Diagnosis Code K05.5
Information for Medical Professionals
The ICD-10 and ICD-9 GEMs are used to facilitate linking between the diagnosis codes in ICD-9-CM and the new ICD-10-CM code set. The GEMs are the raw material from which providers, health information vendors and payers can derive specific applied mappings to meet their needs.
- 523.8 - Periodontal disease NEC (approximate) Approximate Flag
The approximate flag is on, indicating that the relationship between the code in the source system and the code in the target system is an approximate equivalent.
- Gingival pocket
- Granuloma fissuratum
- Intrabony periodontal defect
- Necrotizing periodontal disease
- Necrotizing ulcerative periodontitis
- Periodontal and endodontic lesion
- Periodontal lesion due to traumatic occlusion
- Periodontal pocket
- Refractory periodontitis
- Thickened dental follicle
- Widened periodontal ligament space
Index of Diseases and Injuries
References found for the code K05.5 in the Index of Diseases and Injuries:
- Inclusion Terms: Inclusion terms
List of terms is included under some codes. These terms are the conditions for which that code is to be used. The terms may be synonyms of the code title, or, in the case of “other specified” codes, the terms are a list of the various conditions assigned to that code. The inclusion terms are not necessarily exhaustive. Additional terms found only in the Alphabetic Index may also be assigned to a code.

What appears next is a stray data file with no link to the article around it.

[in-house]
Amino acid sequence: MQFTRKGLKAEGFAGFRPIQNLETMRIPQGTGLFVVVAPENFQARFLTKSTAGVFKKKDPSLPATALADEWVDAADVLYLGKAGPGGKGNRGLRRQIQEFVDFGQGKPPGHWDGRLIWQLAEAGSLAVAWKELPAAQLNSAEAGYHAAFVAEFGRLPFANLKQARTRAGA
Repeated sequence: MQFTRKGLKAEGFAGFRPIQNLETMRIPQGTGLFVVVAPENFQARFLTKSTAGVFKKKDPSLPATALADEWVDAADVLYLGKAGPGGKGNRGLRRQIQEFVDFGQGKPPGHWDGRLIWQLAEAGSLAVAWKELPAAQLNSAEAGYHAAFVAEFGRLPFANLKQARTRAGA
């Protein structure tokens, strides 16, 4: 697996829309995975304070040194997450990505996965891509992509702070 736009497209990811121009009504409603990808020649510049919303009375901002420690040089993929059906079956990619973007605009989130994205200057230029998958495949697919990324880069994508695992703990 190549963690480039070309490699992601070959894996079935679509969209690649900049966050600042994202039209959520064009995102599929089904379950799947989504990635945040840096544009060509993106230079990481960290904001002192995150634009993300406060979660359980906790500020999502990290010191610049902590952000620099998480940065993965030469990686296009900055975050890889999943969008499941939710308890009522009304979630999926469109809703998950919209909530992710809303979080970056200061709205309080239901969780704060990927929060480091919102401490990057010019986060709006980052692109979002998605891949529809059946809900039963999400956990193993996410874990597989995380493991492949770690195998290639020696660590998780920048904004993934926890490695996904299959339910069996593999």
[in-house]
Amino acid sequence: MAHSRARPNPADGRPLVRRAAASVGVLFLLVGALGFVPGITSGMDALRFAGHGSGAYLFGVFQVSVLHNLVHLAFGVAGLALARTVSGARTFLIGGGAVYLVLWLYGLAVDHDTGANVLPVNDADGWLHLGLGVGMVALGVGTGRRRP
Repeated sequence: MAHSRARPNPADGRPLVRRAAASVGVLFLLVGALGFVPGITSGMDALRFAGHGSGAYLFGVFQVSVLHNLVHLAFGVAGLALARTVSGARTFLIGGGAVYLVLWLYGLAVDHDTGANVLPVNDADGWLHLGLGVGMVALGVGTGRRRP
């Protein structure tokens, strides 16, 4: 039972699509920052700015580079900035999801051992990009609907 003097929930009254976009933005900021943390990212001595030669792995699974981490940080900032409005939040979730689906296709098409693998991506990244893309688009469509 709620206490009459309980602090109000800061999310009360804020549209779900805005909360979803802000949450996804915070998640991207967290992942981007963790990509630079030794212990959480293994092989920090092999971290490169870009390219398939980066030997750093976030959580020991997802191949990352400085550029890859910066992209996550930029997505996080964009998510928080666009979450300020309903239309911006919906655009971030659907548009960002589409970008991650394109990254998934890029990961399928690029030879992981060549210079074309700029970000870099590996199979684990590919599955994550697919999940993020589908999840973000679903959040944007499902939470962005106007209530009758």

- Combined periodontic-endodontic lesion
- Narrow gingival width (of periodontal soft tissue)
- Type 2 Excludes Notes: "And"
The word “and” should be interpreted to mean either “and” or “or” when it appears in a title.
- leukoplakia of gingiva (K13.21)
Information for Patients
Also called: Periodontal disease
If you have gum disease, you're not alone. Many U.S. adults currently have some form of the disease. It ranges from simple gum inflammation, called gingivitis, to serious damage to the tissue and bone supporting the teeth. In the worst cases, you can lose teeth.
In gingivitis, the gums become red and swollen. They can bleed easily. Gingivitis is a mild form of gum disease. You can usually reverse it with daily brushing and flossing and regular cleanings by a dentist or dental hygienist. Untreated gingivitis can lead to periodontitis. If you have periodontitis, the gums pull away from the teeth and form pockets that become infected. If not treated, the bones, gums and connective tissue that support the teeth are destroyed.
NIH: National Institute of Dental and Craniofacial Research
- Bleeding gums
- Gums - swollen
- Periodontal (Gum) Disease: Causes, Symptoms, and Treatments - NIH (National Institute of Dental and Craniofacial Research)
- Plaque: What It Is and How to Get Rid of It - NIH (National Institute of Dental and Craniofacial Research)
- Trench mouth